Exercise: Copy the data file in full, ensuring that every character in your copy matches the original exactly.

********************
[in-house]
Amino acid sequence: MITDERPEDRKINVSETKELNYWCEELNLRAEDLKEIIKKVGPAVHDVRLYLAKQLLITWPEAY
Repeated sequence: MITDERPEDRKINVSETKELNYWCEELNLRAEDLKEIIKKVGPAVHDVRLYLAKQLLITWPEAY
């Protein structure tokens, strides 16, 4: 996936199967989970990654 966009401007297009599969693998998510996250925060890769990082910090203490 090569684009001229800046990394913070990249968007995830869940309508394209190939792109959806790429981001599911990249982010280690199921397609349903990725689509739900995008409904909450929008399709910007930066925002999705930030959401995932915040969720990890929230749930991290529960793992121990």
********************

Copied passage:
[in-house]
Amino acid sequence: MITDERPEDRKINVSETKELNYWCEELNLRAEDLKEIIKKVGPAVHDVRLYLAKQLLITWPEAY
Repeated sequence: MITDERPEDRKINVSETKELNYWCEELNLRAEDLKEIIKKVGPAVHDVRLYLAKQLLITWPEAY
């Protein structure tokens, strides 16, 4: 996936199967989970990654 966009401007297009599969693998998510996250925060890769990082910090203490 090569684009001229800046990394913070990249968007995830869940309508394209190939792109959806790429981001599911990249982010280690199921397609349903990725689509739900995008409904909450929008399709910007930066925002999705930030959401995932915040969720990890929230749930991290529960793992121990």